For any keen skier with a hankering to ski in a resort with the elusive mix – especially in France – of traditional alpine architecture and authentic alpine culture it’s hard to beat. Sure, you won’t get buzzing nightlife and upmarket restaurants – this is the real thing, not some 21st century take on alpine-style, and it’s as far removed from the nearby purpose built resorts of Val d’Isere, Tignes and Les Arcs as you can get. If you do hanker for a bit more après action you don’t have to go far – just head a few clicks down the valley to Val Cenis – which is what we do the following day.
Here’s a curious fact about Val Cenis – technically it’s almost as ‘remote’ as Bonneval-sur-Arc – yet you can get to it from Paris in less than five hours on the TGV via Modane, which gives UK skiers the option of travelling here relatively easily by plane, train or automobile.
Once in Val Cenis you’ll find the ski area is located above three villages spread out along the Maurienne Valley – Termignon, Lanslevillard and Lanslebourg. We’re skiing from Termignon up the valley towards the pistes beneath the Glacier d’Arcelles and we’re doing so very rapidly; mainly because we’re in the company of Yves Dimier, currently the resort director, formerly a member of the French ski team and a competitor in the 1994 Winter Olympics.
Consequently the genial Yves does not hang about. As we get our breath back on the lift Yves tells us about the resort’s recent growth spurt: “Termignon was connected to Val Cenis in 2007 so that we now have 28 lifts. There are five more lifts in the pipeline, and a great mix of terrain which allows us to focus on families, while at the same time offering freeriders wonderful bowls and tree skiing”.
Yves also emphasises the importance to the resort of maintaining a traditional look and feel. You won’t find faceless high-rise blocks and faux Alpine architecture in Val Cenis either. Sure, it’s not as rustic as Bonneval but all the buildings are nevertheless easy on the eye and quite low key – whether it’s the hotels, eateries and ski shops or the cheery local market we chance upon later in the day after skiing. There’s a real feel that you’ve stumbled upon a secret corner of the French Alps, not just from the lack of English voices but also from the knowledge that wolves still roam the surrounding mountains.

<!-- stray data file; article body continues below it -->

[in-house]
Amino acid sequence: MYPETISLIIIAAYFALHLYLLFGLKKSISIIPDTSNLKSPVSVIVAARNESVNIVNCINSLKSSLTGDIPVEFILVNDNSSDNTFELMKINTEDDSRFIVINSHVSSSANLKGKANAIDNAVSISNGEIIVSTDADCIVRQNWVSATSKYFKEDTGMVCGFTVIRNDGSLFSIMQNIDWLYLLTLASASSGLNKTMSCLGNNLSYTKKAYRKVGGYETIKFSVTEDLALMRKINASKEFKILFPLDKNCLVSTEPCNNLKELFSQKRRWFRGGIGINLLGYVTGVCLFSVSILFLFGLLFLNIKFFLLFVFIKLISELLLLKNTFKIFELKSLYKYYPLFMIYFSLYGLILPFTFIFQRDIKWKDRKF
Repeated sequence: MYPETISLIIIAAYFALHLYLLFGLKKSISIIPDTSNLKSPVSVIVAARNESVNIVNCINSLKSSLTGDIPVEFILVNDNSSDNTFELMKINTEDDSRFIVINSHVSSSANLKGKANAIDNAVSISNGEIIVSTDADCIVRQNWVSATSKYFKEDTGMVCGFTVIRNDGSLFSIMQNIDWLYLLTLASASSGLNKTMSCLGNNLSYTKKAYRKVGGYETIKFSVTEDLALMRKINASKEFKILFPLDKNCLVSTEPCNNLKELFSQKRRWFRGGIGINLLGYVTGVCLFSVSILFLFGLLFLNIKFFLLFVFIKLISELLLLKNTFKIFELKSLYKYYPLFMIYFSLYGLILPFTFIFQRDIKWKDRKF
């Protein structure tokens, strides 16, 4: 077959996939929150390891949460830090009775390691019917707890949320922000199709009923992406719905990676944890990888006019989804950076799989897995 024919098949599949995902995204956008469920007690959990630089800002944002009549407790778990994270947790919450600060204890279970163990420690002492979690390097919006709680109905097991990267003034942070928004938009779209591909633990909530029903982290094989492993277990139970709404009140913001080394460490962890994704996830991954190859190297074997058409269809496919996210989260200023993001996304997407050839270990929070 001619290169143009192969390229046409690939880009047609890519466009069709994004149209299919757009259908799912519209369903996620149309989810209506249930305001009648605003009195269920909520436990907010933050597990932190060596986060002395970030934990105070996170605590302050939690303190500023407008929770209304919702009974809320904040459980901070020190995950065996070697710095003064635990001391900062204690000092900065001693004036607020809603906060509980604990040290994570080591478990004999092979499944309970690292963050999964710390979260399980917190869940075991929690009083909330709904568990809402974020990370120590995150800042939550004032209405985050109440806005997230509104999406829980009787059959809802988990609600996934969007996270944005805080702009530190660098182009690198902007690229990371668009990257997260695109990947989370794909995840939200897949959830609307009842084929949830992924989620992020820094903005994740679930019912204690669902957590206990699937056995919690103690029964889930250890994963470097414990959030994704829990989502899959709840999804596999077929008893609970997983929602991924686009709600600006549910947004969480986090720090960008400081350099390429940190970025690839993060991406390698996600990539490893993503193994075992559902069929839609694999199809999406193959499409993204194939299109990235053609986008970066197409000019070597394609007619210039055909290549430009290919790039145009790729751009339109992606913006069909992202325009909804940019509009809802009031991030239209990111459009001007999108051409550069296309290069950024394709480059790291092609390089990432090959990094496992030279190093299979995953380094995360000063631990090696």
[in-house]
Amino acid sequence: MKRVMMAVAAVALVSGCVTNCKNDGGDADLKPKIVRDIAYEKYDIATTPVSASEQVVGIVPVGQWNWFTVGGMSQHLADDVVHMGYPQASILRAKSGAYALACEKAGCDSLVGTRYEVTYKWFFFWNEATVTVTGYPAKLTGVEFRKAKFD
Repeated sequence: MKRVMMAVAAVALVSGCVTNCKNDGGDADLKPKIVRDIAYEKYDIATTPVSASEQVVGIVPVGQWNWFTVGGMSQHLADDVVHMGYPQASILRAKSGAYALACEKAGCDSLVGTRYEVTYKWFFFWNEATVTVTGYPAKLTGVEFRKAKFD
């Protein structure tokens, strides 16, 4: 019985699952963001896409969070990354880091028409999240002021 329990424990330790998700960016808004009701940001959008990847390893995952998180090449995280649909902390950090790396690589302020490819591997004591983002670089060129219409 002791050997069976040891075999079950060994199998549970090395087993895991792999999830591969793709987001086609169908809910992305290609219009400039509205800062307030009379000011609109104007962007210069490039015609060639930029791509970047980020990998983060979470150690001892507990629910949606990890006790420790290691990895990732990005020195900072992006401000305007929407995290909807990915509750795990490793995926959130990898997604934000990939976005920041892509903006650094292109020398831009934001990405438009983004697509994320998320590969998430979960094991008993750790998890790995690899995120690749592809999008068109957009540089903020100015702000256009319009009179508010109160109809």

As we ski down from the shores of the frozen Lac du Mont Cenis, which in the past has witnessed Hannibal, Napoleon and hordes of Tour de France cyclists passing by, we get to try one of the resort’s family favourites, the 10km Escargot run, which claims to be the world’s longest green.
Ski for all
If you’re a novice skier looking to get a feel for your skis it doesn’t get much better than this, starting off on high, open but easily angled slopes with magnificent views across the Haute-Maurienne, swooshing down through the dappled shade of forests on the lower slopes with glimpses of the distant valley between the branches before eventually skidding to a halt in Lanslevillard with a big smile, ready to go back and do it all again.
For skiers wanting more of a challenge there are scores of kilometres of quiet blue, red and black runs. When the conditions are right the freeriding is sensational too and, like at Bonneval-sur-Arc, doesn’t get tracked out quickly.
What’s more, skiing at both Bonneval and Val Cenis is easy on the wallet – for this season the six-day Eski-Mo ski pass will set you back just €186.50 (kids €156.50). In addition to skiing Val Cenis it allows you one day in Bonneval-sur-Arc, plus a free day in each of the neighbouring resorts of Aussois, la Norma and Valfrejus, which you can access via a free ski bus.
What is also striking about Val Cenis is the easy-going atmosphere of the place. Everyone seems to know each other and there’s a real community feel. Perhaps this is because all the villages that make up the resort are occupied year-round rather than being purpose-built ski resorts which only have any real life in them through the winter and the short summer seasons.
Considering that the area is so close to some of the biggest and best known ski areas in the world it’s remarkable that Val Cenis and Bonneval-sur-Arc should remain so relatively unknown, and it definitely goes to show that biggest isn’t always best…